This is a disconcerting news published in Financial Times:
Deutsche Bank has begun installing an application on bankers’ phones to track all their communications with clients amid regulatory probes into inappropriate messaging that have rattled the industry.
JPMorgan Chase, UBS, Julius Baer, Jefferies and Cantor Fitzgerald have all made use of the software in recent years. Banks are increasingly looking for tools to help them monitor employees’ contact with clients following several regulatory investigations that have resulted in the departure of bankers.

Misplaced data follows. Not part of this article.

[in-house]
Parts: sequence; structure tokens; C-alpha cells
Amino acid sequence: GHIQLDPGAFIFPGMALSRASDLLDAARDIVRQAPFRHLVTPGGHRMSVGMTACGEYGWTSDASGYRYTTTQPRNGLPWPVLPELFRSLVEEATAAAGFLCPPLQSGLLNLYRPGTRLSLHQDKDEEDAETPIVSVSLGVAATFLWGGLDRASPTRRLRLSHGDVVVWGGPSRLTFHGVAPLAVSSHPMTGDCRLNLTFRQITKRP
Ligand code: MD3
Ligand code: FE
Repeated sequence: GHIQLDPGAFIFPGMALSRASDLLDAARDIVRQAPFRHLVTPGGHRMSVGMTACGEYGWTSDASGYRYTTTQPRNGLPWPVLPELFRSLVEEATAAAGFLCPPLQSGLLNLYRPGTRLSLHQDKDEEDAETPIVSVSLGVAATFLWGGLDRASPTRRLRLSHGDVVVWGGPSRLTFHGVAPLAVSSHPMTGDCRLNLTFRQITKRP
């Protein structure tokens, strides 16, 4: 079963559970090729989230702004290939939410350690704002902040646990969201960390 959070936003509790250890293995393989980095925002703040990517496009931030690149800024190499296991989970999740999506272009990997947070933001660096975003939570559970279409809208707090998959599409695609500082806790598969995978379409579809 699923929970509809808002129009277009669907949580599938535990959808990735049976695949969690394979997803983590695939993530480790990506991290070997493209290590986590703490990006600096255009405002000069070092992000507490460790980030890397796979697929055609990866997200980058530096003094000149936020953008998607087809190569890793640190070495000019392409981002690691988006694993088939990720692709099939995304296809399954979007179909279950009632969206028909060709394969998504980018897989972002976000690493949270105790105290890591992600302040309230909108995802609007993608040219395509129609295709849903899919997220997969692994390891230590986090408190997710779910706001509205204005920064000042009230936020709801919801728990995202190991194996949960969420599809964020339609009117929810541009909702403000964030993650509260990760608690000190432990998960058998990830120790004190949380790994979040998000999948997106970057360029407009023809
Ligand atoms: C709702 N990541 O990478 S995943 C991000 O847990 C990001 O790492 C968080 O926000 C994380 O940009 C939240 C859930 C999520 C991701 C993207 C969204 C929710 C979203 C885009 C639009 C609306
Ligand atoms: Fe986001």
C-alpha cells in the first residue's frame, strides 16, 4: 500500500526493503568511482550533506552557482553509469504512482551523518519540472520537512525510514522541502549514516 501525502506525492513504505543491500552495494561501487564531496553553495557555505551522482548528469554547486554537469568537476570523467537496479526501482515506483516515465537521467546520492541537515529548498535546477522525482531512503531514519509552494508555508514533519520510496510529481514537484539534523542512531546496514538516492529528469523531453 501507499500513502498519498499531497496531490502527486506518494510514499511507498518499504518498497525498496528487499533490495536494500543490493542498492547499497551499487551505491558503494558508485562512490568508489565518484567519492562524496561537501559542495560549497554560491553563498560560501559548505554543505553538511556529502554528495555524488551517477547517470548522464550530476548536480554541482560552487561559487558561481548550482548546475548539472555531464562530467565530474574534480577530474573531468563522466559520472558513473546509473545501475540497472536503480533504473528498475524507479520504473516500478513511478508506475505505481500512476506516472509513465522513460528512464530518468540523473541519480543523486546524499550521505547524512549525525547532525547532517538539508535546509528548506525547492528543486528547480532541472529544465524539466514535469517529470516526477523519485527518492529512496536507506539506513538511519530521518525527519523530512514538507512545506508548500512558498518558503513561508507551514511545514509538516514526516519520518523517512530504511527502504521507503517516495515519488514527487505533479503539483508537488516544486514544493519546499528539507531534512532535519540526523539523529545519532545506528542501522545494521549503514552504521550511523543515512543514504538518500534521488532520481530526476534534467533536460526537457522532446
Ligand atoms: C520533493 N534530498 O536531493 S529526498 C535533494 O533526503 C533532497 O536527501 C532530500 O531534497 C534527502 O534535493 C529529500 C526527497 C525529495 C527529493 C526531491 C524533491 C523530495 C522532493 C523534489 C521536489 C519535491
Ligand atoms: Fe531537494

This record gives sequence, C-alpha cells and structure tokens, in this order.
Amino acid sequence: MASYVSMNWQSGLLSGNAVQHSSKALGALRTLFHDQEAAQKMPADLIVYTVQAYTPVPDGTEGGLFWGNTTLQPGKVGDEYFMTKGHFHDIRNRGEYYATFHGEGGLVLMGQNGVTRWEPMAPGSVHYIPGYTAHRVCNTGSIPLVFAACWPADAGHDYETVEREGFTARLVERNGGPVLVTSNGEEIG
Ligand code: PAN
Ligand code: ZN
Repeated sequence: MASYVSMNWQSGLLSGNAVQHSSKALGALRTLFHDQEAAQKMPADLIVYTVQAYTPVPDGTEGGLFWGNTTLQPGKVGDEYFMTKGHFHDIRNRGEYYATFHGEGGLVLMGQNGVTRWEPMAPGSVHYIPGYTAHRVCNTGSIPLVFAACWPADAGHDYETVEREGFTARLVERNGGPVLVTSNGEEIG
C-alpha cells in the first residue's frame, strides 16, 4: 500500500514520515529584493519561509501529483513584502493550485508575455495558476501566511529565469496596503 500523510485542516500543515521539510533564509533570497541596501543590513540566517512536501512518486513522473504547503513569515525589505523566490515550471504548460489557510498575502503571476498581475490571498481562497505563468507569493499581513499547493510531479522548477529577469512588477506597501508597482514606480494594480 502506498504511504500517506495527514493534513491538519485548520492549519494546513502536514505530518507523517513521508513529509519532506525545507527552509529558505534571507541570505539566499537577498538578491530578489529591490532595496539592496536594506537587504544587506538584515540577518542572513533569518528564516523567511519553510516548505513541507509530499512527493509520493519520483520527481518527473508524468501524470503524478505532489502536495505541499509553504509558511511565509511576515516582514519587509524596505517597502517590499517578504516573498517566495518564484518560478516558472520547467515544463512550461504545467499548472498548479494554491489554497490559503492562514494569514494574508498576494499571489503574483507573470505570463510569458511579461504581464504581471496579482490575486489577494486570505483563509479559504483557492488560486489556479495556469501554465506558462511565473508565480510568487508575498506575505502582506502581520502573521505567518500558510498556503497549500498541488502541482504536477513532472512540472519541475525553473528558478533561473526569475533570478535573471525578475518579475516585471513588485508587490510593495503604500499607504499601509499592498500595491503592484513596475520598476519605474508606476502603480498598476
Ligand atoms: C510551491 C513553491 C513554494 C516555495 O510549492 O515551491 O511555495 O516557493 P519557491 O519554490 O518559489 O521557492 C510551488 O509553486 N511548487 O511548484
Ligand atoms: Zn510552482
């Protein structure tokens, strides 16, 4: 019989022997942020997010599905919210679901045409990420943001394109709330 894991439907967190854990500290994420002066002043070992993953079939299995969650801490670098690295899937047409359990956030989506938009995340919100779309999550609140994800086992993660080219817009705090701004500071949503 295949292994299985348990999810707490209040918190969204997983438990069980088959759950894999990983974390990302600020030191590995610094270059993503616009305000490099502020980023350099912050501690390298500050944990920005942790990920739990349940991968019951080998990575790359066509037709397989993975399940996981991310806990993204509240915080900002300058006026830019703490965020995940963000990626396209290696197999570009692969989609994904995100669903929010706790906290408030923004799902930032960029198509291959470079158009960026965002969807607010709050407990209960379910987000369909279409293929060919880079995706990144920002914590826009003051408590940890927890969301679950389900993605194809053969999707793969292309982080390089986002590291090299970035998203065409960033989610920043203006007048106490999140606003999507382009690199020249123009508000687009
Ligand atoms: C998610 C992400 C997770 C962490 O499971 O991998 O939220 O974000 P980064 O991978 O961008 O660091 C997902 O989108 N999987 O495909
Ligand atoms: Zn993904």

Healthcare is also heavily regulated, like financial markets. Therefore, it is possible that doctors may face similar issues if the lines between professional and private lives get admixed. For example, if a doctor posts on social media, is it related to his professional opinion or posting in an individual capacity? There are professional constraints on what you can do online versus the “freedoms” accorded to individuals in personal capacity. Tracking software is a needless invasion of privacy, since it can be easily sidestepped by having another device. Still, regulators need to be aware that institutional policies must be in place instead of increasing overheads.